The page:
Oliver Lothrop Jr.

[Age 84] A Westinghouse manager, he spent four months in a German prison camp during World War II.

In 2004, Mr. Lothrop wrote an account of his experience as an infantryman imprisoned in Stalag 4-B.

September 12, 2007|By Jacques Kelly | Jacques Kelly,Sun reporter

Oliver Ames Lothrop Jr., a retired Westinghouse manager who wrote of his four-month confinement in a German World War II camp, died Sept. 4 at Massachusetts General Hospital in Boston after suffering a cerebral hemorrhage while vacationing on Nantucket. The Towson resident was 84.

Born in Newton, Mass., he completed his freshman year at Williams College before enlisting in the Army. "I had no desire to become a commissioned officer. ... I wanted to survive without taking the responsibility for others," he wrote in 2004 in an account of his World War II experiences as an infantryman.

Sent to France aboard the Queen Elizabeth, he was captured by German forces during the Battle of the Bulge and herded into an "old rail boxcar" as a prisoner of war. He wrote that his captors loaded "sixty of us in each car with plenty of horse manure -- and off we went without food or water and not room enough for all to sleep at one time."

During the 10-day trip, the British air force bombed a rail yard, and his car was nearly hit. He spent the rest of the war about 30 miles north of Dresden, Germany, at Stalag 4-B, a prisoner-of-war camp surrounded by barbed-wire fences and attack dogs.

"Discipline was enforced in each section of the camp. If someone was caught stealing anyone else's food or belongings, all 200 men in his hut could hit him," he wrote. "I know of no case in which this retaliation occurred."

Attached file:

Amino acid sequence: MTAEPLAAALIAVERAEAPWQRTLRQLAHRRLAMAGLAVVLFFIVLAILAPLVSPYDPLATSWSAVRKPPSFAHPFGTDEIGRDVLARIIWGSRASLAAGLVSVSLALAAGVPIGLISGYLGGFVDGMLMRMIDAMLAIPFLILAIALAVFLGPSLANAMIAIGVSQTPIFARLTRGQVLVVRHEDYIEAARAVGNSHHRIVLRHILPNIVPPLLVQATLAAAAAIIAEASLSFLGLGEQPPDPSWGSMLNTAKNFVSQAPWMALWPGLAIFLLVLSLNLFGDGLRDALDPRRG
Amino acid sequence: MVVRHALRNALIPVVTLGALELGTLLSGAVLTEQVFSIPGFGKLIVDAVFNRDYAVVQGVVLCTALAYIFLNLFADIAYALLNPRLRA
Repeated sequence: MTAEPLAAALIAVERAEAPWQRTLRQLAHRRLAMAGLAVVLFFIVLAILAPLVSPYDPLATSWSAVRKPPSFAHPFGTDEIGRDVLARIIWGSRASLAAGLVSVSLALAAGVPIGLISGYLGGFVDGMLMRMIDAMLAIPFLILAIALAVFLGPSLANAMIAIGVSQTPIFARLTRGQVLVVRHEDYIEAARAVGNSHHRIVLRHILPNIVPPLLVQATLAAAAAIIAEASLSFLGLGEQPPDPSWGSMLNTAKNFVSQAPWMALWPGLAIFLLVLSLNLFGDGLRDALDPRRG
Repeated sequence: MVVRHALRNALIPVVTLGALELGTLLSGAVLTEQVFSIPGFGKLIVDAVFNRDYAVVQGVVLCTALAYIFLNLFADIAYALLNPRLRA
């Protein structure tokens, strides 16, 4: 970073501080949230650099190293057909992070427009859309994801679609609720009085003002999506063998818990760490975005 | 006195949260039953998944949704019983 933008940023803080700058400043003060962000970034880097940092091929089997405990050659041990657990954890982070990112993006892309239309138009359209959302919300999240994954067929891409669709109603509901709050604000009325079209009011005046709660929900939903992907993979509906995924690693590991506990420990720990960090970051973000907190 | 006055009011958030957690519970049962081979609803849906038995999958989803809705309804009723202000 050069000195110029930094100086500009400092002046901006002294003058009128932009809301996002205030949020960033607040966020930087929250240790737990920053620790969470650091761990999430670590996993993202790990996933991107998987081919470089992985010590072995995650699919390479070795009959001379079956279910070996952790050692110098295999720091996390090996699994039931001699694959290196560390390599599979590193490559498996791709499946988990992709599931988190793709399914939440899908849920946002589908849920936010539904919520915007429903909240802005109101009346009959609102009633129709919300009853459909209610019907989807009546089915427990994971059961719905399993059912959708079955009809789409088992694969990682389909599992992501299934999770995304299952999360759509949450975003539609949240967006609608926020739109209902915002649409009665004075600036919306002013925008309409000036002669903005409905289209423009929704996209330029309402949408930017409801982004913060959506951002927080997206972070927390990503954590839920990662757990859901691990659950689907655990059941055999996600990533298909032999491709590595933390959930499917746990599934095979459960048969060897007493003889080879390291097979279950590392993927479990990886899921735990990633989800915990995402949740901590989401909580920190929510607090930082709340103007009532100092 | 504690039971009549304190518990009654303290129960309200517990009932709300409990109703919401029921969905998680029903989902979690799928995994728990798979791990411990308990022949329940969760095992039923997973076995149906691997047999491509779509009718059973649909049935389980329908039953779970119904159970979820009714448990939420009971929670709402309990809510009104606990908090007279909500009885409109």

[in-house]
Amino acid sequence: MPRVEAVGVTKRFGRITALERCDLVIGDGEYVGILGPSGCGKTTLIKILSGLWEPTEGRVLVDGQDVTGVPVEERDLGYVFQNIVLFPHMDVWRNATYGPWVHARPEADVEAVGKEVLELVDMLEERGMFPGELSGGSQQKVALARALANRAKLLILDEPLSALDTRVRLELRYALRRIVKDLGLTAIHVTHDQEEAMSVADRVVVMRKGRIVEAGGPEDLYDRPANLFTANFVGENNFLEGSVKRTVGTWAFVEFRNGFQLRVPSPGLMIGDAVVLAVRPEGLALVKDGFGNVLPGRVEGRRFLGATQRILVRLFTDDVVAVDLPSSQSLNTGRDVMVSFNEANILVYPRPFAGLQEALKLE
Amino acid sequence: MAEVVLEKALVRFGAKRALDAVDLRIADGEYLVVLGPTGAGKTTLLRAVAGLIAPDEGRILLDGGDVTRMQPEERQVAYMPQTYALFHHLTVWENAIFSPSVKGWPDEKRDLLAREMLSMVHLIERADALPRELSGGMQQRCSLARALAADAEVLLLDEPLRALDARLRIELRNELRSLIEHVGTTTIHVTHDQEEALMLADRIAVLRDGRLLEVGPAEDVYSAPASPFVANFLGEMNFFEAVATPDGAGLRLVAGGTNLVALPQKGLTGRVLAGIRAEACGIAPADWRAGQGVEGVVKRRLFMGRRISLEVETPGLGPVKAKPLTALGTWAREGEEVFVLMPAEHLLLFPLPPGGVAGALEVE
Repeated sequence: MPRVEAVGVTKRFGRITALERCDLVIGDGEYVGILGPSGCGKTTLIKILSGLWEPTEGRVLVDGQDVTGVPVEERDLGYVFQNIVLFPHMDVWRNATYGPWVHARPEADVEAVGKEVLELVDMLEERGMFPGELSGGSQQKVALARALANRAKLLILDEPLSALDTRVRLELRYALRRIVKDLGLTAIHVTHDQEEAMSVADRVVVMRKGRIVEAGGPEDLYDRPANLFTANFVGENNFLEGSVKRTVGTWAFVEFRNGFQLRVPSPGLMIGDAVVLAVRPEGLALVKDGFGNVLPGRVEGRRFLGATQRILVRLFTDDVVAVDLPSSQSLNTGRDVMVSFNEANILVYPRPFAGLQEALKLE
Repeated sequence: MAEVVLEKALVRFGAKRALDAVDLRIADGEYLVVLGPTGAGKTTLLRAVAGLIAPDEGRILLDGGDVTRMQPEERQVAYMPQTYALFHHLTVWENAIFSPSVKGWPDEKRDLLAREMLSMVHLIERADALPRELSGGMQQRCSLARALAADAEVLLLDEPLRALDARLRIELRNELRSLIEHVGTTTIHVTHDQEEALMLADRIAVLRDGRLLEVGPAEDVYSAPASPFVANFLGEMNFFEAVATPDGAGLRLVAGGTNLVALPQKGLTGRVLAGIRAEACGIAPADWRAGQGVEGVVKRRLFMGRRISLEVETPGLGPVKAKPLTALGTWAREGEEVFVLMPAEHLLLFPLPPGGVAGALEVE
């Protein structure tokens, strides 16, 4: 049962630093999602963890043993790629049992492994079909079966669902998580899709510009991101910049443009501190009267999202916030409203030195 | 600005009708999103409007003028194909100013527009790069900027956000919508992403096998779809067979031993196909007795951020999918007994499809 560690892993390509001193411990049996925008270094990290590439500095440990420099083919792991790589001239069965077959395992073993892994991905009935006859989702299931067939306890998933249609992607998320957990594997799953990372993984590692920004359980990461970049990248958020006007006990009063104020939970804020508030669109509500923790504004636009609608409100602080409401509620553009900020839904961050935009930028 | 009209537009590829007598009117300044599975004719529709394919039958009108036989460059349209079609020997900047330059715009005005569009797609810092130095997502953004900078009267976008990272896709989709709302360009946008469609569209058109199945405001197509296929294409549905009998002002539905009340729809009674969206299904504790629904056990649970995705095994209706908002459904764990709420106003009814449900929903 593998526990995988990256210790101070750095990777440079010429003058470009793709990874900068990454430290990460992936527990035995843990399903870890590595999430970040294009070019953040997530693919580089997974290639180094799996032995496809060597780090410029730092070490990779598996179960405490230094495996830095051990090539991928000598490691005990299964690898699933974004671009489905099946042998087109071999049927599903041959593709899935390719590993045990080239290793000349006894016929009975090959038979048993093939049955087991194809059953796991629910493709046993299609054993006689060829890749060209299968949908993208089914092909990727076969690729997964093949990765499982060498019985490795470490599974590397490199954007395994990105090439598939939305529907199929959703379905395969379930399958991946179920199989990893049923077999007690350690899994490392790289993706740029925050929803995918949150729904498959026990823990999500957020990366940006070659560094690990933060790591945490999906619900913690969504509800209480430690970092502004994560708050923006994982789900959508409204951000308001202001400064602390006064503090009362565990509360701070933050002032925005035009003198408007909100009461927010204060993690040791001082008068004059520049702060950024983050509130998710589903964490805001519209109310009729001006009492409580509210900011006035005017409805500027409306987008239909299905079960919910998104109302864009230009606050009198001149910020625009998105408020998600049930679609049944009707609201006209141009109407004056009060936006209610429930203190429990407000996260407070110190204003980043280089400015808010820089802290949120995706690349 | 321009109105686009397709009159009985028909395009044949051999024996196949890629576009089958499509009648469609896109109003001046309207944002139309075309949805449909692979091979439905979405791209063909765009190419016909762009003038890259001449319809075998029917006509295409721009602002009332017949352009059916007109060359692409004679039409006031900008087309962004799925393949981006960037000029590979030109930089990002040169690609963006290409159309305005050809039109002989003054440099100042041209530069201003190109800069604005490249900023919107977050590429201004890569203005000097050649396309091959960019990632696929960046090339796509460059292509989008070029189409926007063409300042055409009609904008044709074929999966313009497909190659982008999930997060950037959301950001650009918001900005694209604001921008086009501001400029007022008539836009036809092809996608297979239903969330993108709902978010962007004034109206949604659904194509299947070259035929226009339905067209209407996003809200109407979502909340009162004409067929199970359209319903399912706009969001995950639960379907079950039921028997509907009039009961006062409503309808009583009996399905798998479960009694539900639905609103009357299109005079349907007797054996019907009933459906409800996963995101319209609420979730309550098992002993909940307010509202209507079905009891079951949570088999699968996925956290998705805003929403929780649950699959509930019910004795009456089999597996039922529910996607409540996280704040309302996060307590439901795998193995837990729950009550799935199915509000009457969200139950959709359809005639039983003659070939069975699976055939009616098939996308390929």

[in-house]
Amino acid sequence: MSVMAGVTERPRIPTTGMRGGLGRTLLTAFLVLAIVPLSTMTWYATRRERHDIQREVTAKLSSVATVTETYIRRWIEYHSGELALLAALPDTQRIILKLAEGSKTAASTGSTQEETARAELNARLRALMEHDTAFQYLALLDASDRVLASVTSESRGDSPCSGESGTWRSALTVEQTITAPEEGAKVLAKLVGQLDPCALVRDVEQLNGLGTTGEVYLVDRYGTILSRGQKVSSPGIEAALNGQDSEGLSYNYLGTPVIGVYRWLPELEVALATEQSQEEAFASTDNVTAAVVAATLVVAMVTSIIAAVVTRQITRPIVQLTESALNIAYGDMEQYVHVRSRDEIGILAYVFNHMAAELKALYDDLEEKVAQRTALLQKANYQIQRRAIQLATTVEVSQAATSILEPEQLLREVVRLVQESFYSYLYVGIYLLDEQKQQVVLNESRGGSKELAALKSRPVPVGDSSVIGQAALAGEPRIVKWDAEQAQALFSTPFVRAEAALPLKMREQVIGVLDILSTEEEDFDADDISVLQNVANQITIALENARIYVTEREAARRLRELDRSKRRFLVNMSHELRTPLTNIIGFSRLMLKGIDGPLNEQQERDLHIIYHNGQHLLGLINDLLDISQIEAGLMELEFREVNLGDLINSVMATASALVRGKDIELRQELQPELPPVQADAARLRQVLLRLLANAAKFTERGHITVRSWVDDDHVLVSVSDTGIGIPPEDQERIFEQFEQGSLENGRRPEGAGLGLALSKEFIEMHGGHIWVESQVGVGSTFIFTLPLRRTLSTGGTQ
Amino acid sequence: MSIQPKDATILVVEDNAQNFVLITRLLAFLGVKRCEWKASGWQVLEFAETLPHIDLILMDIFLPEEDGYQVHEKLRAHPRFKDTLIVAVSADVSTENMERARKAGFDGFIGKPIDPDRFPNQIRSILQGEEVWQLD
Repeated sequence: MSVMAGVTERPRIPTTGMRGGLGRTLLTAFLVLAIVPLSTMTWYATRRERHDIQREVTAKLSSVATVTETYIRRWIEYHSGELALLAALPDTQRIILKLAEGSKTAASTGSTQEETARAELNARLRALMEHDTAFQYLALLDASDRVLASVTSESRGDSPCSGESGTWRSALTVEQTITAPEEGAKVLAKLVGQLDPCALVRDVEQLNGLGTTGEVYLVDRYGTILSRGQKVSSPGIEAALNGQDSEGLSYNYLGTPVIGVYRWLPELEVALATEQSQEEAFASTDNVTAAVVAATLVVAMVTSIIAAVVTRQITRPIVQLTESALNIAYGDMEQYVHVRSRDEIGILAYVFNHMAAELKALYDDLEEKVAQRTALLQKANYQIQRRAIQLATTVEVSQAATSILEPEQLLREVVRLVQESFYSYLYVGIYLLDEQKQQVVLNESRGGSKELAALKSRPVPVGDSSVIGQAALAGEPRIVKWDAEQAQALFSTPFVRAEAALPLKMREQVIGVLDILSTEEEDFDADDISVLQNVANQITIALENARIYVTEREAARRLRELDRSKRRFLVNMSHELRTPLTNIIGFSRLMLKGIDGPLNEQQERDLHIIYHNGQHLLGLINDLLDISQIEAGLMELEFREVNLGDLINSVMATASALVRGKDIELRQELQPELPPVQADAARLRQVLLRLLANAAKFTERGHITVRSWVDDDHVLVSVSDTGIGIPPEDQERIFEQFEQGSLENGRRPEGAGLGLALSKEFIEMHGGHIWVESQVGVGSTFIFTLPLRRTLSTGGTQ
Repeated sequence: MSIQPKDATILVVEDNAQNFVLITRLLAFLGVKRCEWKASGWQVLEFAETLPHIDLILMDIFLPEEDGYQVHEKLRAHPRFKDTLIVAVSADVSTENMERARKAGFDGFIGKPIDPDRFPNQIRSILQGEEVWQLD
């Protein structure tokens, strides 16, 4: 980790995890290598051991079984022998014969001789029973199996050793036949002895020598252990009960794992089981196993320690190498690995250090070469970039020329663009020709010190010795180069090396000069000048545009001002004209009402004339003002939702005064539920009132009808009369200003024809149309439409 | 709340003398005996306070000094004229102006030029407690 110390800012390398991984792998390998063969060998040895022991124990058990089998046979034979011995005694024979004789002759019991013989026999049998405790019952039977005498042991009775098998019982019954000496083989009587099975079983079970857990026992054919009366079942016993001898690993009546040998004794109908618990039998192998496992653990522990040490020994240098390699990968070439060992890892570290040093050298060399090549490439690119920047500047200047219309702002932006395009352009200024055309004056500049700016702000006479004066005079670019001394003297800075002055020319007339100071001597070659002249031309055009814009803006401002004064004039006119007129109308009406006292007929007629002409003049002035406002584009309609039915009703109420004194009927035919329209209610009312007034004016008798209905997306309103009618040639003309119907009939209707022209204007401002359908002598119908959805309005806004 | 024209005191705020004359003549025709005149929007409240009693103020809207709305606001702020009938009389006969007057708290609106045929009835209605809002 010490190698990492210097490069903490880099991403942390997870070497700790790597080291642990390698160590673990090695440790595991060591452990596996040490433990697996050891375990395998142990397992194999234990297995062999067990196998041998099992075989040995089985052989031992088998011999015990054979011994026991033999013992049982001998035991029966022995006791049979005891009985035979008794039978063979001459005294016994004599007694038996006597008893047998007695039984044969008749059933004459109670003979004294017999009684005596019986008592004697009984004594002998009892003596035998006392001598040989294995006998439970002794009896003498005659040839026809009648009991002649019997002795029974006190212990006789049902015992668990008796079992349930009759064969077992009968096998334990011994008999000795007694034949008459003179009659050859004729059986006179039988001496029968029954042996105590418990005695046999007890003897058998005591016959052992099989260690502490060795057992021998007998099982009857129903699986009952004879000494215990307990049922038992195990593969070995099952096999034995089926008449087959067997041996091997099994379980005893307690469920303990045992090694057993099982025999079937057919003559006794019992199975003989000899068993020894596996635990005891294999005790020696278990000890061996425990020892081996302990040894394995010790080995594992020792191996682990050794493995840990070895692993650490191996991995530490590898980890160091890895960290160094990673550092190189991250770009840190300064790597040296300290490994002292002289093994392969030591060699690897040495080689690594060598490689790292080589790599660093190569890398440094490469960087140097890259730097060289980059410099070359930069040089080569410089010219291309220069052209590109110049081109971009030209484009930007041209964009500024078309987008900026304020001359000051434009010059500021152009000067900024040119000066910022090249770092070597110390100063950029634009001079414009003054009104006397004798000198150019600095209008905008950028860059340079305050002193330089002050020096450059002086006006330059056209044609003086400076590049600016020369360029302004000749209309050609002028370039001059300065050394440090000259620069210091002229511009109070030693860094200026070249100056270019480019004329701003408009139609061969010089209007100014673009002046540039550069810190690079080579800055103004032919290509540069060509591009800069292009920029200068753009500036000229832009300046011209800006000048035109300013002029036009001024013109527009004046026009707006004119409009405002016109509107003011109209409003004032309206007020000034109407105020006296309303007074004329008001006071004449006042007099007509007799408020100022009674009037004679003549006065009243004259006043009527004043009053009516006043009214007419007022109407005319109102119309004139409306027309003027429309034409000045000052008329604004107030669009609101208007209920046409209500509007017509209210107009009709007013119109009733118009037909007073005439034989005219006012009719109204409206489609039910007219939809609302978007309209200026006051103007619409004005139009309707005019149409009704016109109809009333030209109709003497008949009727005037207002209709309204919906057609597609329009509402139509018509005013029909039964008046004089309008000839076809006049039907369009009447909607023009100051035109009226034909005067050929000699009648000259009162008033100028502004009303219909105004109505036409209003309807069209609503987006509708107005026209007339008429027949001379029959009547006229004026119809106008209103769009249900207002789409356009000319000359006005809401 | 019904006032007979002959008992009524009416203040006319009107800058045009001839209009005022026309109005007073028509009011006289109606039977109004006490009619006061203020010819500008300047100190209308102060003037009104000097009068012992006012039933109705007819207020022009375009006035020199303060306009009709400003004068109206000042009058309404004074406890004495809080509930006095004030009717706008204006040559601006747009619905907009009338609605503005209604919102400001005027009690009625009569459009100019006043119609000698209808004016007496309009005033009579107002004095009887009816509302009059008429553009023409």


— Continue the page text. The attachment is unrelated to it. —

He wrote that "breakfast consisted of a cup of ersatz [synthetic] coffee probably made from parched barley grain. ... I estimated that we received about 500 to 600 calories of food a day."

He recounted that his group had a "forbidden radio buried under the loose brick on the floor" which brought nightly British Broadcasting Corp. news of the war. His campmates made a map of Europe and used yarn to show the advancing positions of Russian, British and American troops.

"Sometimes the [German] guard would look at the map to see how much progress the Allies had made," he wrote.

When he was liberated by advancing Russian forces in the 1st Ukrainian Army on April 23, 1945, he estimated he had lost one-third of his body weight. He also suffered a hearing loss caused by exposure to mortar explosions.

He was awarded a Purple Heart for a shrapnel wound, three battle stars and the Bronze Star.

After earning a chemistry degree at Williams (he wrote that he "had a terrible time hearing the professor" because of his hearing loss) and graduating from the Harvard Business School in 1953, he moved to Ruxton and became a manager for the Westinghouse underseas and aerospace divisions. His work was classified by the Defense Department.

He later worked as a business consultant and retired at age 60 because of his hearing loss and difficulty communicating. "He worked with the Veterans Administration to get the latest hearing technology. He suffered a 95 percent hearing loss," said a daughter, Louisa Lothrop Affleck of Atlanta. "A month before he died, the VA was trying out new telephone technologies on him."

Mr. Lothrop enjoyed bird-watching, collecting stamps and coins, and photography. A member of the Country Club of Maryland, he played golf until the week before he died. He played tennis until last year. He operated a vintage Ford tractor at a vegetable garden he maintained at a Hereford farm he owned.

An Eagle Scout, he was interested in Scouting throughout his life.

Plans for a graveside service in Williamstown, Mass., are incomplete.

In addition to his daughter, survivors include his wife of 54 years, the former Berenice Hewitt; another daughter, Carol L. Broadbent of Cleveland; and five granddaughters.

jacques.kelly@baltsun.com

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